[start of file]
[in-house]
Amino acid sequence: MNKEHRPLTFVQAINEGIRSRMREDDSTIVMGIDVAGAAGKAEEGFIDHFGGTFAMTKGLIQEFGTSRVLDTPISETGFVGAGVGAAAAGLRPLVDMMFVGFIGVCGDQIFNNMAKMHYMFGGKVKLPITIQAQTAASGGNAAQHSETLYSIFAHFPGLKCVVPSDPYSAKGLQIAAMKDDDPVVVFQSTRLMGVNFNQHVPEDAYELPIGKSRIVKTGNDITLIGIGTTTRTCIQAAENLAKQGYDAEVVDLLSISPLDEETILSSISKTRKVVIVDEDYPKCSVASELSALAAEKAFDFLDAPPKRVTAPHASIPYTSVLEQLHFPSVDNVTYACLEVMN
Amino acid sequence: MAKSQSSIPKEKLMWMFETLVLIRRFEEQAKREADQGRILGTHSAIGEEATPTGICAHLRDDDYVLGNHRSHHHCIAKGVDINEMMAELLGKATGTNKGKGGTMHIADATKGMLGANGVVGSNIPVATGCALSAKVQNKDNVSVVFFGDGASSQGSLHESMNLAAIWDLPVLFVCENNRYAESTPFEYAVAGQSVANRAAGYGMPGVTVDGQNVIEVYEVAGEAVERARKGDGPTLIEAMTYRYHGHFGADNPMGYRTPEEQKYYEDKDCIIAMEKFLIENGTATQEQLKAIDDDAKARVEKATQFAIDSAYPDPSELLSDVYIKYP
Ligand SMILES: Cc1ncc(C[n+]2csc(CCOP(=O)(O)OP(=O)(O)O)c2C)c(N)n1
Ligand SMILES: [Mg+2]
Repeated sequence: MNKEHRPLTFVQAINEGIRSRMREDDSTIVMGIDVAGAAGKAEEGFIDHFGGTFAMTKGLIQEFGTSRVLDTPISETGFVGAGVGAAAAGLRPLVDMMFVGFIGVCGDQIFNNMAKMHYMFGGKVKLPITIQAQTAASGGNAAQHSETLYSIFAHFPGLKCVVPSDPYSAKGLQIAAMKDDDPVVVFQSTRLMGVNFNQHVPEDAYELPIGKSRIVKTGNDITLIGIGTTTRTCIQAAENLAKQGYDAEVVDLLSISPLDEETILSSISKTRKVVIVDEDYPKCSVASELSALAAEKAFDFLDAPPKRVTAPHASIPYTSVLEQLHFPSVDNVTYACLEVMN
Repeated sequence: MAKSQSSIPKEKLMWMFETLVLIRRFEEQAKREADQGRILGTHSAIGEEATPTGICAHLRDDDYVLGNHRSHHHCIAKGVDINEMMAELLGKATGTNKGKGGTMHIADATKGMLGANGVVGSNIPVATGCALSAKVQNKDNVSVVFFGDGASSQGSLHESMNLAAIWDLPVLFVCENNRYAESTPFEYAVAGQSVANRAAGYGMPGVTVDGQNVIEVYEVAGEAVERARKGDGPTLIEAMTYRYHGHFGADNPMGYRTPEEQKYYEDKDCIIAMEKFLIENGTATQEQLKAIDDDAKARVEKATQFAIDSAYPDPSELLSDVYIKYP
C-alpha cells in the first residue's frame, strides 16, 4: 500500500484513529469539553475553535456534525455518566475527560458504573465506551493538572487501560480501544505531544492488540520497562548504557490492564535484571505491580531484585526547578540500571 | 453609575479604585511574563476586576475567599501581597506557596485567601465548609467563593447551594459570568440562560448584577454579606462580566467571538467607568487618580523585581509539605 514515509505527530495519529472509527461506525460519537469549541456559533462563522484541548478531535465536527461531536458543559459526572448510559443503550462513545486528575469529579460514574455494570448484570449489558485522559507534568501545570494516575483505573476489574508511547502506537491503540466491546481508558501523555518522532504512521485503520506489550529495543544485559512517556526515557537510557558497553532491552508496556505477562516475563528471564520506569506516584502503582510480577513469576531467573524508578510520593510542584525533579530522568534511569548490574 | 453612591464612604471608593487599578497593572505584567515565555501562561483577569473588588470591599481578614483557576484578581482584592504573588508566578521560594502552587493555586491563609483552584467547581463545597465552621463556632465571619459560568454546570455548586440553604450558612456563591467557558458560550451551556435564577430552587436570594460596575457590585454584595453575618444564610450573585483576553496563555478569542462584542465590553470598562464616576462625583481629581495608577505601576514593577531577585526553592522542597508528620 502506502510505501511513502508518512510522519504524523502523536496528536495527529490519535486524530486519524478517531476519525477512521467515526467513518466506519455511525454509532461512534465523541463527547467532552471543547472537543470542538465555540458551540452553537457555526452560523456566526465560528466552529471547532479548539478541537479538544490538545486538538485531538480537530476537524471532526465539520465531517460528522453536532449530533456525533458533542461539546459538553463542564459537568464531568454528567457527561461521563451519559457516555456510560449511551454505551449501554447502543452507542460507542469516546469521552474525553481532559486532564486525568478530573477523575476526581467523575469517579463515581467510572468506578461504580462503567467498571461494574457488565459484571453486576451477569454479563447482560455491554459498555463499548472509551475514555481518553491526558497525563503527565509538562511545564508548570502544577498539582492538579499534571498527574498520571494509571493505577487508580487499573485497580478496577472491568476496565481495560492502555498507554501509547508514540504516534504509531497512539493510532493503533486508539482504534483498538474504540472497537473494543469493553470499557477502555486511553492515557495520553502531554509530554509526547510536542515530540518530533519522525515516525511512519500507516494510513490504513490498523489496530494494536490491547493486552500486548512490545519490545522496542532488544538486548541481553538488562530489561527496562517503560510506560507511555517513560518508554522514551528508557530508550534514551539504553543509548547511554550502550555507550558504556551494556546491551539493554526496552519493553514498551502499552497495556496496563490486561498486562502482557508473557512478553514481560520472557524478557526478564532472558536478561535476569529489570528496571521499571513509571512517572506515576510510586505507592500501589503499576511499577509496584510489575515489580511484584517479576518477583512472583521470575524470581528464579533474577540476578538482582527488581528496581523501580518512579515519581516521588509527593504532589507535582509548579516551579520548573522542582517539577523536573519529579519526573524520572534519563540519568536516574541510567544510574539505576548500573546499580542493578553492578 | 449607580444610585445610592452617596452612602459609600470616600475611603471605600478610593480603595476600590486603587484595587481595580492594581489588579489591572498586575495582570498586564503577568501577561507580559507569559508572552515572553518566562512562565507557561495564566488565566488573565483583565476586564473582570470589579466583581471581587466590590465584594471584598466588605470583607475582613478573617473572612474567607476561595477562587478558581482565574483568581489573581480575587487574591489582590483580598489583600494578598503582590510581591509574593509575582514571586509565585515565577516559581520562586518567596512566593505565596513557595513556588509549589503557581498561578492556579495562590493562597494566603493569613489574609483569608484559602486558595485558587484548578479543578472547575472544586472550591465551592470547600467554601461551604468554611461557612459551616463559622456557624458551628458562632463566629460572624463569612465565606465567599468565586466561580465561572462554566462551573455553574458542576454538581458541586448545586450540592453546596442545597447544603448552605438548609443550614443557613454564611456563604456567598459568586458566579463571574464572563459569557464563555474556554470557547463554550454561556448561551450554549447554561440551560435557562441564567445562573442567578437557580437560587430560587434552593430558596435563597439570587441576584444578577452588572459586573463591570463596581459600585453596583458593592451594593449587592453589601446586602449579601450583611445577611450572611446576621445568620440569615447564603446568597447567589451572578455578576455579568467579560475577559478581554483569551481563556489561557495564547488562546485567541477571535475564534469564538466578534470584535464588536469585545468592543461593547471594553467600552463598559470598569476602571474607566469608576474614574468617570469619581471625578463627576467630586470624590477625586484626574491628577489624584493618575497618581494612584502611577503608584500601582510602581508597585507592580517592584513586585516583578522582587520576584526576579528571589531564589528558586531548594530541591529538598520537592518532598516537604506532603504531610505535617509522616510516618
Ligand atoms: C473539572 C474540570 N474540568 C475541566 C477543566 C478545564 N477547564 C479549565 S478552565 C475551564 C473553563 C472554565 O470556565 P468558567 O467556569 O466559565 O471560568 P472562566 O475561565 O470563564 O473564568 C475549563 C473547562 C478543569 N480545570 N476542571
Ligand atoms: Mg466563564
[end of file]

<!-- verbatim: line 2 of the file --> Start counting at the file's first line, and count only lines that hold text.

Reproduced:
Amino acid sequence: MNKEHRPLTFVQAINEGIRSRMREDDSTIVMGIDVAGAAGKAEEGFIDHFGGTFAMTKGLIQEFGTSRVLDTPISETGFVGAGVGAAAAGLRPLVDMMFVGFIGVCGDQIFNNMAKMHYMFGGKVKLPITIQAQTAASGGNAAQHSETLYSIFAHFPGLKCVVPSDPYSAKGLQIAAMKDDDPVVVFQSTRLMGVNFNQHVPEDAYELPIGKSRIVKTGNDITLIGIGTTTRTCIQAAENLAKQGYDAEVVDLLSISPLDEETILSSISKTRKVVIVDEDYPKCSVASELSALAAEKAFDFLDAPPKRVTAPHASIPYTSVLEQLHFPSVDNVTYACLEVMN